The column I am writing today will differ a little from the theme of the past few months and will rather be a reflection of years past at the Washington County Health Department.
Thirteen years and nine months ago, I began a new position at the health department as health commissioner. Although my career has always been in public health, I had not had the experience of taking on the challenges of a county health department. As I began this new adventure, I was welcomed by five full-time, one part-time, and one contract employee. There was no nursing staff except for those nurses provided twice a week through Marietta Memorial Hospital for immunizations and a nurse to work with families in the Bureau for Children with Medical Handicaps or BCMH program contracted through Community Action. The only grant that existed was the Dental Sealant grant, a school-based program that provided for placement of sealants for children in Washington, Noble, and Monroe counties.
Quite a bit happened over the years and the health department and programs grew. Within a year, nursing staff was hired and clinics were expanded to include satellite sites at New Matamoras, Beverly, Churchtown, Layman, and Little Hocking. Nurses became available to answer questions and provide services during all hours of the operations. Immunization clinics were expanded, healthy happenings was developed to provide sports physicals for school-aged children, and infectious disease reporting and follow-up were expanded. Confidential HIV and Hepatitis C were added several years later and have provided these screening and counseling services that were previously lacking in the county. The staff grew to provide services to Washington County as programs were developed and expanded.
The first new grant that was added to the services of the department was that of Public Health Preparedness. Even before 9-11, it was noted that should an emergency of public health significance occur, most local public health departments were ill prepared to handle a response. The first step in this program was to hire a coordinator to work with counties in Ohio in assessing the needs and working toward developing response plans. This grant has survived through several state and federal administrations and is in its 12th year of funding. A regional coordinator hired by WCHD, Betty King, serves eleven counties in Southeast Ohio. A part-time preparedness planner, Angela Lowry, was recently hired to work on coordinating local plans and reaching out to community partners including nursing homes, schools, and businesses.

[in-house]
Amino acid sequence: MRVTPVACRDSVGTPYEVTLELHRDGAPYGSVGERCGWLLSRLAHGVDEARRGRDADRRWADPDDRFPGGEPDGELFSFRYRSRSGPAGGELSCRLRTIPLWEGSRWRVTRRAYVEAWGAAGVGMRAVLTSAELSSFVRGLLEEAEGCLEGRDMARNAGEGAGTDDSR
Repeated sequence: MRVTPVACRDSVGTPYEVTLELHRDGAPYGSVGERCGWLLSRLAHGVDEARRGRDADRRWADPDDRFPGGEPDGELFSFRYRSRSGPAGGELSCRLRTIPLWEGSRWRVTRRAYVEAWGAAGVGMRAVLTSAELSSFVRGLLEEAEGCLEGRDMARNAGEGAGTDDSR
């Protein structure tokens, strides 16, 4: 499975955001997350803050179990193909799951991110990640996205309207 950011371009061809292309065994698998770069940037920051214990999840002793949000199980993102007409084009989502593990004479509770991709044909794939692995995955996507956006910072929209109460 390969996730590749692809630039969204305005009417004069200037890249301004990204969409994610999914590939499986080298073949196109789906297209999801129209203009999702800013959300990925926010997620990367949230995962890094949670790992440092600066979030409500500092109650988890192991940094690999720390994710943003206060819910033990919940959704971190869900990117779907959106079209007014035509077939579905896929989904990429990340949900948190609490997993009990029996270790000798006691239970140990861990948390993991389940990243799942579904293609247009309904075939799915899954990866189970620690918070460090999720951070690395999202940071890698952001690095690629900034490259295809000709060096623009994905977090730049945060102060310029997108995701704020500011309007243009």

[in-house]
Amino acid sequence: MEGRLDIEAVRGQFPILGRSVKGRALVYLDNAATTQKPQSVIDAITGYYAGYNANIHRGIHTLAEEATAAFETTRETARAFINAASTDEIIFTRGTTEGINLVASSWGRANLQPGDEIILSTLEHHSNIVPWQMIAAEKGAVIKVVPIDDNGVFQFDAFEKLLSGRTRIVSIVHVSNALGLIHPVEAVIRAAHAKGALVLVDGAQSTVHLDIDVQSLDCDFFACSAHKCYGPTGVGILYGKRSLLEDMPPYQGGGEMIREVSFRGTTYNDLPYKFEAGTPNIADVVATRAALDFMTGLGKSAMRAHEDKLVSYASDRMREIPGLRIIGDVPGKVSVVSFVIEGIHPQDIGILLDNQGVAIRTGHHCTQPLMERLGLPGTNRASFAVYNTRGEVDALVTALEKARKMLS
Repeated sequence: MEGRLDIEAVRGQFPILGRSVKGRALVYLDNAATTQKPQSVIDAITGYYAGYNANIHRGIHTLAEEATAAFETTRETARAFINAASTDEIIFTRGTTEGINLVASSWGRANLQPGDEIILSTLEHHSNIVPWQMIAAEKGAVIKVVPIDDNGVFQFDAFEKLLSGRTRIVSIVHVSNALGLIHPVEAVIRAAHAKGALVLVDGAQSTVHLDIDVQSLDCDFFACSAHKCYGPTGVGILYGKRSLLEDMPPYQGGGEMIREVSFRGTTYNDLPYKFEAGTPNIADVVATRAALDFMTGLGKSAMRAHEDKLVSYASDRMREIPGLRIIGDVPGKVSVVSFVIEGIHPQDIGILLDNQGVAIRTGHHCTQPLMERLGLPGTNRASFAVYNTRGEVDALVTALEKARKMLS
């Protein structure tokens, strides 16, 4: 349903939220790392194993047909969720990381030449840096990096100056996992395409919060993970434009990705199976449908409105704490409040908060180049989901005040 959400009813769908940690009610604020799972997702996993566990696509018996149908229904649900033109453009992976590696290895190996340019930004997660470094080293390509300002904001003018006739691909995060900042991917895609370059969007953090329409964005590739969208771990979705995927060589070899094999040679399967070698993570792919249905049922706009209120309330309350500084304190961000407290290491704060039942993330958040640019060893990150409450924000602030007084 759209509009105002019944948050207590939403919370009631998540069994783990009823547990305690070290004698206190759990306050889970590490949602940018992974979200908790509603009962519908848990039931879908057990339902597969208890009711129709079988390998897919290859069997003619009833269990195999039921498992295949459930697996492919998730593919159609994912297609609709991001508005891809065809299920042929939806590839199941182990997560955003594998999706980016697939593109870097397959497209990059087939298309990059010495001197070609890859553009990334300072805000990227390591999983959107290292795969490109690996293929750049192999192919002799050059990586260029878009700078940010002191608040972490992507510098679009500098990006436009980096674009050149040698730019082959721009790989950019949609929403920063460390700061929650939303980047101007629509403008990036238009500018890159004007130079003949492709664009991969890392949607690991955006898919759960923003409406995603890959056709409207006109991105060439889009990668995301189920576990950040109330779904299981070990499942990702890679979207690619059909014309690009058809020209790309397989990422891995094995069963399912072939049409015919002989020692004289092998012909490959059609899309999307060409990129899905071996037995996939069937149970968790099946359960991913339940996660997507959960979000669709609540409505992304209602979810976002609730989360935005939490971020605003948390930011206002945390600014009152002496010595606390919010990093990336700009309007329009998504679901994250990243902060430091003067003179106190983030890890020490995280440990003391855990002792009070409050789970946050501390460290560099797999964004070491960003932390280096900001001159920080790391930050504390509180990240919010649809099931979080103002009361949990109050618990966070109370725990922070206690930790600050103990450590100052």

What started as a regional cardiovascular health grant with Meigs and Athens counties in 2001, has now grown into the current Healthy Communities program. Court Witschey was hired in 2003 and has worked hard with community partners to provide opportunities for residents of Washington County to choose in addressing improving their health. Last month, this column focused on one of these opportunities.
A commercial plumbing inspector was added in 2004 and the current inspector now serves Washington, Monroe and Noble counties providing local inspections to these counties and contractors no longer need to rely on inspections from the State. We hope that this local service can continue well into the future.
The addition of the dental clinic in late 2006 has also been a much needed service for the residents of Washington and surrounding counties. Although this clinic struggled initially, changes were made and the clinic now has experienced growth financially and in the number of patients it now serves.
As mentioned above, WCHD has been providing HIV and Hepatitis C testing and counseling. Beginning this month these services have been placed on temporary hiatus as Rae Shaffer, our infectious disease nurse is retiring. We will all miss Rae and wish her health and happiness in her retirement. It is hoped that HIV testing will be continued on a limited basis in January with staff from Portsmouth City Health Department providing services.
This also is my last column on the happenings and services of Washington County. It is with sadness that I am retiring as health commissioner of the Washington County Health Department. I will not however, be totally retired from public health and service in Washington County. I am currently scheduled to teach microbiology at Washington State Community College this spring and will look for additional opportunities to carry out the mission of public health to prevent, protect, and promote in this county and the state of Ohio. I wish to thank the community for welcoming me those 13 months ago and for working with me on many of the boards and programs we have developed that are too many to mention in this limited space. I will always remember my time as health commissioner as challenging but rewarding. We as a community have progressed together in developing needed programs for those we serve. It is my Christmas wish that the residents of Washington County will continue to receive the services that they deserve and that the Board of Health will quickly find the right person to move the health department forward to meet those needs. May you all have a very Merry Christmas and a happy and healthy New Year.
Kathleen Meckstroth is former Washington County health commissioner.